On a mission to find the perfect noodle, Japanese trucker Goro alights upon the failing Lai Lai ramen shop in the outskirts of Tokyo and determines to turn its widowed fortysomething owner, Tampopo, into a mastercook.
Having acted in films as different as Nicholas Ray's 55 Days at Peking and Koji Wakamatsu's The Notorious Concubines, Juzo Itami made his directorial debut with the gently subversive satire, The Funeral, in 1984. In collaboration with his wife, Nobuki Miiyamoto, he further lampooned Japanese society in A Taxing Woman and A Taxing Woman Returns before Minbo hit such a raw nerve within the yakuza community that many were convinced that Itami's mysterious death was a mob hit.
Tampopo (from the Japanese for dandelion) was the least socially corrosive of Itami's pictures and its inspired movie pastiches have made it an enduring cult favourite. But Tsutomo Yamazaki's quest was primarily intended to explore the extent to which Occidental influences had pervaded Japanese culture and to restore a little pride in fast-passing traditions.
Itami stuffed his `noodle' Western with homages to the likes of Shane and the `spaghetti' works of Sergio Leone, as well as such chambara classics as Akira Kurosawa's Seven Samurai and Yojimbo, which were, of course, recast as the Westerns The Magnificent Seven and A Fistful of Dollars. Consequently, with his cowboy hat and long-horned truck, Yamazaki comes across as a hybrid of Alan Ladd, Clint Eastwood and Toshiro Mifune, who is as ready to rescue Miiyamoto from the bullies blighting her business as he is to sit at the feet of noodle master Ryutaro Otomo to learn the ancient rituals involved in the preparation and consumption of the perfect dish.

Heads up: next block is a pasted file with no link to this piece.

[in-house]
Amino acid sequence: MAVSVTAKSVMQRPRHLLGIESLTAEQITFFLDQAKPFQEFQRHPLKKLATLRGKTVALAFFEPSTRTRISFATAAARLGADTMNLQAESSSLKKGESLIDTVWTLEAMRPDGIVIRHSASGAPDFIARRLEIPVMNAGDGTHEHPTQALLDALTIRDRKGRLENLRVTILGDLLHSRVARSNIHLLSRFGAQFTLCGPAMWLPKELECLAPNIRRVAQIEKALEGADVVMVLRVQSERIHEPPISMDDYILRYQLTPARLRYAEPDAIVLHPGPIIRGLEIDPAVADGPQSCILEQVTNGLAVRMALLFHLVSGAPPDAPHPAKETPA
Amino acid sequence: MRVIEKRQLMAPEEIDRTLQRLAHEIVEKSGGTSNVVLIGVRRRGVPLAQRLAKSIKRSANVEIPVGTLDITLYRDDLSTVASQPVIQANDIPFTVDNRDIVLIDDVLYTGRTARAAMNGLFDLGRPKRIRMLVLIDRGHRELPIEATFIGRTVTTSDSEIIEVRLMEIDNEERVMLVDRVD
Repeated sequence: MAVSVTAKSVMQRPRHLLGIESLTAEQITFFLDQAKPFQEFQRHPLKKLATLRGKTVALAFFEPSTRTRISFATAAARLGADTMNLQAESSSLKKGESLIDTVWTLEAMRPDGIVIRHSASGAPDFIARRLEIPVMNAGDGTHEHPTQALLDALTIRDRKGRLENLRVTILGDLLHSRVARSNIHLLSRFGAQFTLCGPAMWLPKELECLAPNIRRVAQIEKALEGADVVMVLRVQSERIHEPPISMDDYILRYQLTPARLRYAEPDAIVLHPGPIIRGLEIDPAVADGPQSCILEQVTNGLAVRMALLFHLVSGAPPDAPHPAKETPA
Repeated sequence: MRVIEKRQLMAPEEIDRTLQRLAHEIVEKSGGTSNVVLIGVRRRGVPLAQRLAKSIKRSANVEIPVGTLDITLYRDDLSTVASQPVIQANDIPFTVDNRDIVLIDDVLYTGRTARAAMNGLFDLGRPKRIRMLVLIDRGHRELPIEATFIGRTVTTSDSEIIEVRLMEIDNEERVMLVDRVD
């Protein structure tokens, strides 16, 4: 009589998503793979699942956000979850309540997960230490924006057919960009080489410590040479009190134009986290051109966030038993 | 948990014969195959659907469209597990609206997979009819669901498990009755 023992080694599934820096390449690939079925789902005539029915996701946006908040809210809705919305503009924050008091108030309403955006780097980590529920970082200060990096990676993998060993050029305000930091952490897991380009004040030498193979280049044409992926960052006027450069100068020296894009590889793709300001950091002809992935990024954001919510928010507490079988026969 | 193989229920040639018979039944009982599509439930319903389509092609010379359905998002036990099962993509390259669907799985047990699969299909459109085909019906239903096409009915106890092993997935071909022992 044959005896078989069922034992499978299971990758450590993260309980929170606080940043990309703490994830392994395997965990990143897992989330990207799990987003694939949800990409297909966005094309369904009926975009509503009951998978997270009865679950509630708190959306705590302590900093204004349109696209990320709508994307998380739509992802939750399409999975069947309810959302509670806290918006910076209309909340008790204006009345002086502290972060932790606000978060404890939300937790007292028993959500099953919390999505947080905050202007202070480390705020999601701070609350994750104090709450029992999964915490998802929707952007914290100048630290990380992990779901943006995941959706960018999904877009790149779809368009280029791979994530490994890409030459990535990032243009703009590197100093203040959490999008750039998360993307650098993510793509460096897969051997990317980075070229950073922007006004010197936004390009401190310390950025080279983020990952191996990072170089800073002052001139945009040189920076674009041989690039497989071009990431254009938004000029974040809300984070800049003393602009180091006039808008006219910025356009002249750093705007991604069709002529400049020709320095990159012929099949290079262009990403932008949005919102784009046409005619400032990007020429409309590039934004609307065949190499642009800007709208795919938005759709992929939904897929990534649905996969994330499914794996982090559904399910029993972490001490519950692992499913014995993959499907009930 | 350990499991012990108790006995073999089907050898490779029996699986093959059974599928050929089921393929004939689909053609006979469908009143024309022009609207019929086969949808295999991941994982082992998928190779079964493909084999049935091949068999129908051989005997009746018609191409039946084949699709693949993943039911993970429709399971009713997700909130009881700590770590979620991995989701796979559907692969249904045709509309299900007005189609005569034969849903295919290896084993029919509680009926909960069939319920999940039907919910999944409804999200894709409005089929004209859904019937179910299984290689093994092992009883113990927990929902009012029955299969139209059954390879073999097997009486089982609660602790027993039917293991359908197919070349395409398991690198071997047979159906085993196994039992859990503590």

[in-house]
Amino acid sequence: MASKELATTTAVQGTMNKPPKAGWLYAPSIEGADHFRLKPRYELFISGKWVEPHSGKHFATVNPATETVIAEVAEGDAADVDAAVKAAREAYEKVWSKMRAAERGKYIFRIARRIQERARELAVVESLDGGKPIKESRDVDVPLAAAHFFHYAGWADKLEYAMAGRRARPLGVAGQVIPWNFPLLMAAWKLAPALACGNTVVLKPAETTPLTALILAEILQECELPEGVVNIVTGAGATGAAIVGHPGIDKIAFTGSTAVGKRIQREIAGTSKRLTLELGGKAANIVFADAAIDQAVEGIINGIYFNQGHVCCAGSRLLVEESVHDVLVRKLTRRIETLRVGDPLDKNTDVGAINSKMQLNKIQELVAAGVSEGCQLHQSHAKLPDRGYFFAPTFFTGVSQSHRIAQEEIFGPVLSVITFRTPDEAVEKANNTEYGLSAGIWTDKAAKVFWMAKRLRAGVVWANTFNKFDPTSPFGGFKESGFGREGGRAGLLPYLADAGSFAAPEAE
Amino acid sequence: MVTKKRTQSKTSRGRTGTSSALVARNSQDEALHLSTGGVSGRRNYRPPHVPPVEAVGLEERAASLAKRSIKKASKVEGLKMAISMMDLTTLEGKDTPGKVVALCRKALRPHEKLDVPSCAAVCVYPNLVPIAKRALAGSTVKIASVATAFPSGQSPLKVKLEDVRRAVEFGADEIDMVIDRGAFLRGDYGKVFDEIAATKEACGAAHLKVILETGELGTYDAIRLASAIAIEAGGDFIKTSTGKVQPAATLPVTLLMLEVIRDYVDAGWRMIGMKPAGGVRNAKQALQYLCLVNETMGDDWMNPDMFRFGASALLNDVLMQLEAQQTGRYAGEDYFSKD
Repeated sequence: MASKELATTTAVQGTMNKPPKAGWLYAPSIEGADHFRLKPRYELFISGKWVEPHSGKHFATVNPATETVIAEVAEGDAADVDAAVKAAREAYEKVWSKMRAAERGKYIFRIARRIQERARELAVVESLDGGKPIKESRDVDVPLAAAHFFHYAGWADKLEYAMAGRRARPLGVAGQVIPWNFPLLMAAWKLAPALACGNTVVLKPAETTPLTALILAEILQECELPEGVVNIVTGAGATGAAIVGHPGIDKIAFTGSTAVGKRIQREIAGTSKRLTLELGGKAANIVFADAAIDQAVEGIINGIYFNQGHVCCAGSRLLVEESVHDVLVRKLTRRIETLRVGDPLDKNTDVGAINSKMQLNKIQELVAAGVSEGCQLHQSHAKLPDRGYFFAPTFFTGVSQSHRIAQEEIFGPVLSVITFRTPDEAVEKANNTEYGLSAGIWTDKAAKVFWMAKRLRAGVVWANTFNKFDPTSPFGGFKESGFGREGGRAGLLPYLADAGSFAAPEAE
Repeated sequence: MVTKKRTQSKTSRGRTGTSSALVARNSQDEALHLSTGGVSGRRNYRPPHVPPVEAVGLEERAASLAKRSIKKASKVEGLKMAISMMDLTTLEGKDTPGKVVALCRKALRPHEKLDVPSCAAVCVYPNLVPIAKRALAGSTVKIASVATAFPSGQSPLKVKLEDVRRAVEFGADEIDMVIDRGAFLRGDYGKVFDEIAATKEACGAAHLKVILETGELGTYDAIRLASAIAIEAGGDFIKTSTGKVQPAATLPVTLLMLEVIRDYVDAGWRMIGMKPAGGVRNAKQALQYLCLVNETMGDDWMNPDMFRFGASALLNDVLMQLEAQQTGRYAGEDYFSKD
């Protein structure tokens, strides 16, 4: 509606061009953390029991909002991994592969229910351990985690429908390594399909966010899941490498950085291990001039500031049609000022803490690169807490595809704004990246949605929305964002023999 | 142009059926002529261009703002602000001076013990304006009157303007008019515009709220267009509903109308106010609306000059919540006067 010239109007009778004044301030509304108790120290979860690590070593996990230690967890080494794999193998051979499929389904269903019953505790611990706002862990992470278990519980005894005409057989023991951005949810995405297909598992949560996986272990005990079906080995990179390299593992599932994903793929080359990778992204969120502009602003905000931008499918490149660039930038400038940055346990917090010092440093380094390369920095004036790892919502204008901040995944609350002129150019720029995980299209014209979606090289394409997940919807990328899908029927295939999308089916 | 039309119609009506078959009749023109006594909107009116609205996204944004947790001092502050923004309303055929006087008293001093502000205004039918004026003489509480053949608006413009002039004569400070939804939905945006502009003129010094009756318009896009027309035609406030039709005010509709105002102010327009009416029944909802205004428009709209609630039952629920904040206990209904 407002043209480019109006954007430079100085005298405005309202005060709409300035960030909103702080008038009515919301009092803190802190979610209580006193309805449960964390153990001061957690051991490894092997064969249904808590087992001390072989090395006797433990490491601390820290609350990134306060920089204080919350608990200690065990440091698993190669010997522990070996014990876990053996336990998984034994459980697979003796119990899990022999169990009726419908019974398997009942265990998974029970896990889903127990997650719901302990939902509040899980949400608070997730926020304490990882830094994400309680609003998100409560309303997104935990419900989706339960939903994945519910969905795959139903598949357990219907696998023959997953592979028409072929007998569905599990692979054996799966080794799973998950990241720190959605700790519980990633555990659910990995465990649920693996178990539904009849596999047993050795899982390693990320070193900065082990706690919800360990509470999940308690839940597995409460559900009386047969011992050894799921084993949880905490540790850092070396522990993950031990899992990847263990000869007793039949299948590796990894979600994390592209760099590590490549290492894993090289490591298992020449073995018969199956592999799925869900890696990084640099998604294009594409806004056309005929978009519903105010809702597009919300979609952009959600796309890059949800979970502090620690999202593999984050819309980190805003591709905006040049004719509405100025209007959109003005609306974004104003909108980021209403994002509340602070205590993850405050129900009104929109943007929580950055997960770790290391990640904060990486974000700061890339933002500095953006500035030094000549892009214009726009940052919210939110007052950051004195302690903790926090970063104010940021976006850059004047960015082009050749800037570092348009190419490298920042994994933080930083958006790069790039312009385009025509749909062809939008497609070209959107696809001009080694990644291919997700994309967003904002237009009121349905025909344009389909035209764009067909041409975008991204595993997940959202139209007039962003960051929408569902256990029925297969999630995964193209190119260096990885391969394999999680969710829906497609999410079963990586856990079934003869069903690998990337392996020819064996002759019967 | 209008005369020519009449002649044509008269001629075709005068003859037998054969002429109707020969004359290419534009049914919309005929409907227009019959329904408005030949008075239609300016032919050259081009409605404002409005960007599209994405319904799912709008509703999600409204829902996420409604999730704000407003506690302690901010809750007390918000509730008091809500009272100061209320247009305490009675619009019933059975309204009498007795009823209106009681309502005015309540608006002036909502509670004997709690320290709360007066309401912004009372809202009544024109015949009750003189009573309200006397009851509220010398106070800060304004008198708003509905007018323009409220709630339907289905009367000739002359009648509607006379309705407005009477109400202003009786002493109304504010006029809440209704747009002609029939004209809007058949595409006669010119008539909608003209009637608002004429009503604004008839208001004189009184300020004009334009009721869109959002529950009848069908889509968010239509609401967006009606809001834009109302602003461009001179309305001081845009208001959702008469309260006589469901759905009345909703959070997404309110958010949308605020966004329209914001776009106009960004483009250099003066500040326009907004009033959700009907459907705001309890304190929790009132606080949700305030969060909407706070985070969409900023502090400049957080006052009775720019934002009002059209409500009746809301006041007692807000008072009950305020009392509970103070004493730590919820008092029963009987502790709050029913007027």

But Itami refused to be tied down by his central storyline and he peppered the action with delightful diversions, which reinforced his contention that food was a sacred part of Japanese life that should not be profaned by the junk products whose speedy convenience mattered more than their gastronomic quality and socio-cultural significance. He even found room for a movie parody here, too, with gangster Koji Yakusho's foodie romps with mistress Fukumi Kuroda designed to mock the fetishistic eroticism of Nagisa Oshima's Ai No Corrida.
Charming and touching, this film about the relationship between the widow and the trucker is a pleasant surprise. With its episodic structure keeping it from getting too repetitive, it keeps the story fresh and engaging. Plus there are lots of sumptuous meals to inspire you to get cooking.
Reviewed by David Parkinson